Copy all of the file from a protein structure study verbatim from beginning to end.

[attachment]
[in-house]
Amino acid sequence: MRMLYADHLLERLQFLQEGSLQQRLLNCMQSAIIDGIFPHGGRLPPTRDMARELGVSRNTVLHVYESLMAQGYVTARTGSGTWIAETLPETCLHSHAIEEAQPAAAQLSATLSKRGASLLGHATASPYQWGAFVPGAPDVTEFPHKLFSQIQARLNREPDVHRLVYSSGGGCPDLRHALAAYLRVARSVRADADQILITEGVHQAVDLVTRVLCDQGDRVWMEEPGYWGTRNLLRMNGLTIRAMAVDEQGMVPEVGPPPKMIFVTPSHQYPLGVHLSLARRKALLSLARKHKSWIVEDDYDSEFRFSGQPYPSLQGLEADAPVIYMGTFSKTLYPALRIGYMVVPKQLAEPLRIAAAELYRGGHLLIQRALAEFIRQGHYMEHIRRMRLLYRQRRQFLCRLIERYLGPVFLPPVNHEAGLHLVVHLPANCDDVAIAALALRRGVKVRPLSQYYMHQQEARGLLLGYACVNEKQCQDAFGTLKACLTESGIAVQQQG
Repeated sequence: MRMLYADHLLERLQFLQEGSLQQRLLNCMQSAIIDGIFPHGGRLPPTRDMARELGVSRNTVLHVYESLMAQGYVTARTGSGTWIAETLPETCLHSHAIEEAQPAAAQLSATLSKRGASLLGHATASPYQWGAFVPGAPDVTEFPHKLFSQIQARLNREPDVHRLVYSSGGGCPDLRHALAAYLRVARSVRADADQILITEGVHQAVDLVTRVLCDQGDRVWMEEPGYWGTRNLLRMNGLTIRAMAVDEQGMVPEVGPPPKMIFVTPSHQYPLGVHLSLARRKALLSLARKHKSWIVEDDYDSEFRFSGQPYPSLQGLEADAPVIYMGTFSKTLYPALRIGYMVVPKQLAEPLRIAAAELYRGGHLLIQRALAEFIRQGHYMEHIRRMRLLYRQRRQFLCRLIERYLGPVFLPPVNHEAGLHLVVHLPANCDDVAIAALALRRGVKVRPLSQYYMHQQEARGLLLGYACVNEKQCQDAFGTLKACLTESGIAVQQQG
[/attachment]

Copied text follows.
[in-house]
Amino acid sequence: MRMLYADHLLERLQFLQEGSLQQRLLNCMQSAIIDGIFPHGGRLPPTRDMARELGVSRNTVLHVYESLMAQGYVTARTGSGTWIAETLPETCLHSHAIEEAQPAAAQLSATLSKRGASLLGHATASPYQWGAFVPGAPDVTEFPHKLFSQIQARLNREPDVHRLVYSSGGGCPDLRHALAAYLRVARSVRADADQILITEGVHQAVDLVTRVLCDQGDRVWMEEPGYWGTRNLLRMNGLTIRAMAVDEQGMVPEVGPPPKMIFVTPSHQYPLGVHLSLARRKALLSLARKHKSWIVEDDYDSEFRFSGQPYPSLQGLEADAPVIYMGTFSKTLYPALRIGYMVVPKQLAEPLRIAAAELYRGGHLLIQRALAEFIRQGHYMEHIRRMRLLYRQRRQFLCRLIERYLGPVFLPPVNHEAGLHLVVHLPANCDDVAIAALALRRGVKVRPLSQYYMHQQEARGLLLGYACVNEKQCQDAFGTLKACLTESGIAVQQQG
Repeated sequence: MRMLYADHLLERLQFLQEGSLQQRLLNCMQSAIIDGIFPHGGRLPPTRDMARELGVSRNTVLHVYESLMAQGYVTARTGSGTWIAETLPETCLHSHAIEEAQPAAAQLSATLSKRGASLLGHATASPYQWGAFVPGAPDVTEFPHKLFSQIQARLNREPDVHRLVYSSGGGCPDLRHALAAYLRVARSVRADADQILITEGVHQAVDLVTRVLCDQGDRVWMEEPGYWGTRNLLRMNGLTIRAMAVDEQGMVPEVGPPPKMIFVTPSHQYPLGVHLSLARRKALLSLARKHKSWIVEDDYDSEFRFSGQPYPSLQGLEADAPVIYMGTFSKTLYPALRIGYMVVPKQLAEPLRIAAAELYRGGHLLIQRALAEFIRQGHYMEHIRRMRLLYRQRRQFLCRLIERYLGPVFLPPVNHEAGLHLVVHLPANCDDVAIAALALRRGVKVRPLSQYYMHQQEARGLLLGYACVNEKQCQDAFGTLKACLTESGIAVQQQG